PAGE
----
Edition: 3rd (2019)
Authors: David Roy, William Baker, Amy Hamilton
Cambridge University Press
Melbourne Melbourne , Victoria , Australia
ISBN: 978-1-108-55236-3
Binding: Paperback

Additional Textbook Information

The paper text also included a copy of the eBook and can be purchased at the CQUni Bookshop here: http://bookshop.cqu.edu.au (search on the Unit code)

IT Resources

You will need access to the following IT resources:
  • CQUniversity Student Email
  • Internet
  • Unit Website (Moodle)
Academic Integrity Statement

As a CQUniversity student you are expected to act honestly in all aspects of your academic work.

Any assessable work undertaken or submitted for review or assessment must be your own work. Assessable work is any type of work you do to meet the assessment requirements in the unit, including draft work submitted for review and feedback and final work to be assessed.

When you use the ideas, words or data of others in your assessment, you must thoroughly and clearly acknowledge the source of this information by using the correct referencing style for your unit. Using others’ work without proper acknowledgement may be considered a form of intellectual dishonesty.

Participating honestly, respectfully, responsibly, and fairly in your university study ensures the CQUniversity qualification you earn will be valued as a true indication of your individual academic achievement and will continue to receive the respect and recognition it deserves.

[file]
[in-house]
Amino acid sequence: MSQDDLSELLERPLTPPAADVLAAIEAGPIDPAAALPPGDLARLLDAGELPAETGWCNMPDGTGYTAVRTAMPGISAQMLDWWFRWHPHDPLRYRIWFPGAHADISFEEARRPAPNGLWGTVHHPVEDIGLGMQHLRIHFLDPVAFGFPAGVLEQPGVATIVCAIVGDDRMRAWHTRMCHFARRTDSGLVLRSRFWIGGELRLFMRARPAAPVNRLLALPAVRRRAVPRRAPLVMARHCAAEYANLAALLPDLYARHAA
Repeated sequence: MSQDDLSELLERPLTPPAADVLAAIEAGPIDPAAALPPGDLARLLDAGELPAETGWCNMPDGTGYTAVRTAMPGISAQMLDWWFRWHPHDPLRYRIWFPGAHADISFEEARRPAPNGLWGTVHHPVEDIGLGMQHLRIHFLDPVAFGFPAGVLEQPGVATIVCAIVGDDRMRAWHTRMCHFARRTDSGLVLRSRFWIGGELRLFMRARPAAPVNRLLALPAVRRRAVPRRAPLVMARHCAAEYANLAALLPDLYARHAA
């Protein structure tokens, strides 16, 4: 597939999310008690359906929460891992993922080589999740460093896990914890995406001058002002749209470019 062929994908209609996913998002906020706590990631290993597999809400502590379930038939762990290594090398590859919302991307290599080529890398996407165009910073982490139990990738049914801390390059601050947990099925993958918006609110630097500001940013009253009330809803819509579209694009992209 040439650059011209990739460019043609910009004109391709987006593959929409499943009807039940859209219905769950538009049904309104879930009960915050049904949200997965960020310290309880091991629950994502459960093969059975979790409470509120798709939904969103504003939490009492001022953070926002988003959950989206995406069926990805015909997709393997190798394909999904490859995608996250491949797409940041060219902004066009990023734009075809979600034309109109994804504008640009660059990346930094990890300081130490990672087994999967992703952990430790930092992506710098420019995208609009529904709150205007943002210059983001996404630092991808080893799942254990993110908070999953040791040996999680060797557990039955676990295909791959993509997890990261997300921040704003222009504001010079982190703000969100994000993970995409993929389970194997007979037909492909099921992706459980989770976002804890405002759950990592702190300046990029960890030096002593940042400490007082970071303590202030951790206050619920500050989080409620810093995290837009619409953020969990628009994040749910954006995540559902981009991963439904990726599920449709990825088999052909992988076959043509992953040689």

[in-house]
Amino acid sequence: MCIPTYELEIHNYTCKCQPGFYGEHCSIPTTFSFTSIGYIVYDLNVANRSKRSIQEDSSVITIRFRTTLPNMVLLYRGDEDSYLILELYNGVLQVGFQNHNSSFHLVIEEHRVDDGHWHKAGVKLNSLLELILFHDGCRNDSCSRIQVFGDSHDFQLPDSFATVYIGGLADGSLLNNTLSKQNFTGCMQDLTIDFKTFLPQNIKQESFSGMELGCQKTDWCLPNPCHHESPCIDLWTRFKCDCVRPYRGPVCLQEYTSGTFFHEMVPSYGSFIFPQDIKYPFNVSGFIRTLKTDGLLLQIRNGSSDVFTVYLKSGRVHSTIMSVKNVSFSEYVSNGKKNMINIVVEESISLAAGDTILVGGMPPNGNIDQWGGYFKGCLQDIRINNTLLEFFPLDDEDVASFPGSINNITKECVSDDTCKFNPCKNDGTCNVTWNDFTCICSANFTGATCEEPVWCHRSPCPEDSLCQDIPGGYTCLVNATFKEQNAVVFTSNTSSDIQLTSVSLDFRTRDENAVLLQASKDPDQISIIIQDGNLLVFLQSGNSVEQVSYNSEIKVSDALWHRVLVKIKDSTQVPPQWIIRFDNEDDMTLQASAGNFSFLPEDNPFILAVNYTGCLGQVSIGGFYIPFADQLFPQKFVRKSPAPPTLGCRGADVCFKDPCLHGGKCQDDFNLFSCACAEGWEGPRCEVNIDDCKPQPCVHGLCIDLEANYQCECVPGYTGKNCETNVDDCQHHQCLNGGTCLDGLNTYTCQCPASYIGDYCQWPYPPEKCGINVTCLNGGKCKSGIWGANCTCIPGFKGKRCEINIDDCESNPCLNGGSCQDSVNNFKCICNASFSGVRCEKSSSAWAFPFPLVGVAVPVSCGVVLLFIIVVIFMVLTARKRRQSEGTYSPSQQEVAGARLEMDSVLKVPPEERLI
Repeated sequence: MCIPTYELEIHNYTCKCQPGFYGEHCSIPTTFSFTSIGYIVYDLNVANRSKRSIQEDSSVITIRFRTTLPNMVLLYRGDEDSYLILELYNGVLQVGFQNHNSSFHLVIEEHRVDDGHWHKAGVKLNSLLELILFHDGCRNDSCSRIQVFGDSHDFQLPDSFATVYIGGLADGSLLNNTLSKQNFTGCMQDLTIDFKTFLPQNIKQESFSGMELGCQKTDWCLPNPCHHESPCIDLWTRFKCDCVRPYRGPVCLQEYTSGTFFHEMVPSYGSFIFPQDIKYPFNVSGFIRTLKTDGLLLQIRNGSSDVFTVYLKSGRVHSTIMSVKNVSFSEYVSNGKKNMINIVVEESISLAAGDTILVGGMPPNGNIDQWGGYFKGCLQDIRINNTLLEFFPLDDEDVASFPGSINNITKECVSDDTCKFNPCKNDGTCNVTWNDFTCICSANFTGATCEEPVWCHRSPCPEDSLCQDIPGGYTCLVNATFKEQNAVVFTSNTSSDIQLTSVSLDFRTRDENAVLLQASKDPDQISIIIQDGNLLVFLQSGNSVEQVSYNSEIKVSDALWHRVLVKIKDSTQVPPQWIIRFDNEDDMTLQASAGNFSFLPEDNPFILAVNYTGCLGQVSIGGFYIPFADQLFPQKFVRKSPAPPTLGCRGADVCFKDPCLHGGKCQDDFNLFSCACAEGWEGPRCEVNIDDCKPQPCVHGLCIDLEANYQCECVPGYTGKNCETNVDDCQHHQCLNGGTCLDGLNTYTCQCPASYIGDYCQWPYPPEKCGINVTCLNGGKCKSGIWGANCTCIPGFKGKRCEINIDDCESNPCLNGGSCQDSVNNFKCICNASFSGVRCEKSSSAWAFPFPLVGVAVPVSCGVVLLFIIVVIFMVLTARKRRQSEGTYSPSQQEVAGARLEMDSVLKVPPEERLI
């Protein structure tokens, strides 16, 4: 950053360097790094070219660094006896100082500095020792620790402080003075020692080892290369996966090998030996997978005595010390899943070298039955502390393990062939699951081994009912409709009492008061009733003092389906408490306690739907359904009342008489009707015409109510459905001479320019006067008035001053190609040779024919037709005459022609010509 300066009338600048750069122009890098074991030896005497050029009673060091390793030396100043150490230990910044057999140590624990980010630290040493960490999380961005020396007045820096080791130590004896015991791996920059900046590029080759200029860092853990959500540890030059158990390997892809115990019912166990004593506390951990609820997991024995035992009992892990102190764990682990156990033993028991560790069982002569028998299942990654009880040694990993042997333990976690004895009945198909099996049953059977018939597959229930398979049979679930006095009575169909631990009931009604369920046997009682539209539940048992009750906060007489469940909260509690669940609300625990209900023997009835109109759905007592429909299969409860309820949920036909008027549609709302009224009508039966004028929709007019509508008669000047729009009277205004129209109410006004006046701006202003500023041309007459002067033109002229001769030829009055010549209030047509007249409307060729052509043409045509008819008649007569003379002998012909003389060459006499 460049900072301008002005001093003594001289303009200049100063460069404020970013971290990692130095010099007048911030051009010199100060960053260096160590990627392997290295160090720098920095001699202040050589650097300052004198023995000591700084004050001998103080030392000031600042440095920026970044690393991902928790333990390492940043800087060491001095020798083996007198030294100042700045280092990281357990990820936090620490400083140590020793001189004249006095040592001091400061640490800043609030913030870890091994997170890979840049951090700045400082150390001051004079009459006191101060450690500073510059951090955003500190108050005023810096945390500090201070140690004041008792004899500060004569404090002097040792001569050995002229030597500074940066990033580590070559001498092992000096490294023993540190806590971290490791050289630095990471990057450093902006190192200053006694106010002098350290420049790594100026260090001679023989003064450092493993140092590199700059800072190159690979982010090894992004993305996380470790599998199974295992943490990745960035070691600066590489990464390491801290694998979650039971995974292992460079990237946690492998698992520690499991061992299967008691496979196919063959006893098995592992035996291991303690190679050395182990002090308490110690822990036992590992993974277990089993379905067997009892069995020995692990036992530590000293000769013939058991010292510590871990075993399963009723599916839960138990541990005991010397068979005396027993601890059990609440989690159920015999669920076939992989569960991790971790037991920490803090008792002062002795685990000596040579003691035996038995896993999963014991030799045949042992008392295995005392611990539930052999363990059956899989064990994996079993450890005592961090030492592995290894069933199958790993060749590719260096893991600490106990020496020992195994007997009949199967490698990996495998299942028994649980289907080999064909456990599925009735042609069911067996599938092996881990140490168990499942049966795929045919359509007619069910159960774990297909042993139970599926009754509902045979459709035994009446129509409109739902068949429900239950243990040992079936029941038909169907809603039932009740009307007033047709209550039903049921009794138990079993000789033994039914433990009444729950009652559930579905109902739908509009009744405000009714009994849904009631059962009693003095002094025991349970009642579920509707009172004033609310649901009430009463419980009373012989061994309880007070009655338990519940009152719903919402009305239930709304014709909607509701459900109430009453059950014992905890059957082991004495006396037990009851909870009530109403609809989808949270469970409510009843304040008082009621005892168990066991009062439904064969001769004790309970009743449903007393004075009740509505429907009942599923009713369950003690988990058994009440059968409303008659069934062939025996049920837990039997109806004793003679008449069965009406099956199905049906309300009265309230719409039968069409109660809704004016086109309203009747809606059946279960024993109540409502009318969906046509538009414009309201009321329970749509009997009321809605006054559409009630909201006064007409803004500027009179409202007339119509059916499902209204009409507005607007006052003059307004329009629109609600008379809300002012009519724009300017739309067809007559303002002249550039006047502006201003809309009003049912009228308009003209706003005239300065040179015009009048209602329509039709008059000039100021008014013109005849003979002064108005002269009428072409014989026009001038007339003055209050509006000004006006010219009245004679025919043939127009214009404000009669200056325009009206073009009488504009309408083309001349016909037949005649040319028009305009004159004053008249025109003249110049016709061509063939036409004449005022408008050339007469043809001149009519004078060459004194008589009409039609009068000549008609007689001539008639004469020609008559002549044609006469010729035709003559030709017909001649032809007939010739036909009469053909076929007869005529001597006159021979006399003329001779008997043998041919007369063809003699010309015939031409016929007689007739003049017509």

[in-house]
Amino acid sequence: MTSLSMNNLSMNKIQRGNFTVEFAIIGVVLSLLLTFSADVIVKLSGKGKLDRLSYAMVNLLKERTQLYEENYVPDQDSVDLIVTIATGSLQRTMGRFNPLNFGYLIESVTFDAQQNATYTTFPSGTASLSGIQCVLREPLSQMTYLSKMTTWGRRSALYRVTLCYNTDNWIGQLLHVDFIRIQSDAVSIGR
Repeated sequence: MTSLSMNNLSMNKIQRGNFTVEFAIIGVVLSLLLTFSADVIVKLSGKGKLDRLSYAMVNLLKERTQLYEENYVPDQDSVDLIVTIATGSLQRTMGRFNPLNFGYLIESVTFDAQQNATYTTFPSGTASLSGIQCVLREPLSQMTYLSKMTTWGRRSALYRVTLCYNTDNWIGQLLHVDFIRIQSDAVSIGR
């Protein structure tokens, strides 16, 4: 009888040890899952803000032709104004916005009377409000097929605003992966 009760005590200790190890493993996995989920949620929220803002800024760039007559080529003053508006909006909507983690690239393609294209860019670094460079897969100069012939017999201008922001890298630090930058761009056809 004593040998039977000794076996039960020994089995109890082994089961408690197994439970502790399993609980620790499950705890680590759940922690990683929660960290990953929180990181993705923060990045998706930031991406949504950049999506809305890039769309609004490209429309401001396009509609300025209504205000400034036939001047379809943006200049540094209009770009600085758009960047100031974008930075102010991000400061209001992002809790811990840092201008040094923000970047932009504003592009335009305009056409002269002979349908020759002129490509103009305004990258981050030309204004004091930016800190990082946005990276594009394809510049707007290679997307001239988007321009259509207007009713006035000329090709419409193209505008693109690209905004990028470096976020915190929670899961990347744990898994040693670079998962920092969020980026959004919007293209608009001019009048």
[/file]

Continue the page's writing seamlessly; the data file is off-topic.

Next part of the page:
As a student, you are responsible for reading and following CQUniversity’s policies, including the Student Academic Integrity Policy and Procedure. This policy sets out CQUniversity’s expectations of you to act with integrity, examples of academic integrity breaches to avoid, the processes used to address alleged breaches of academic integrity, and potential penalties.

What is a breach of academic integrity?

A breach of academic integrity includes but is not limited to plagiarism, self-plagiarism, collusion, cheating, contract cheating, and academic misconduct. The Student Academic Integrity Policy and Procedure defines what these terms mean and gives examples.

Why is academic integrity important?

A breach of academic integrity may result in one or more penalties, including suspension or even expulsion from the University. It can also have negative implications for student visas and future enrolment at CQUniversity or elsewhere. Students who engage in contract cheating also risk being blackmailed by contract cheating services.

Where can I get assistance?

For academic advice and guidance, the Academic Learning Centre (ALC) can support you in becoming confident in completing assessments with integrity and of high standard.

What can you do to act with integrity?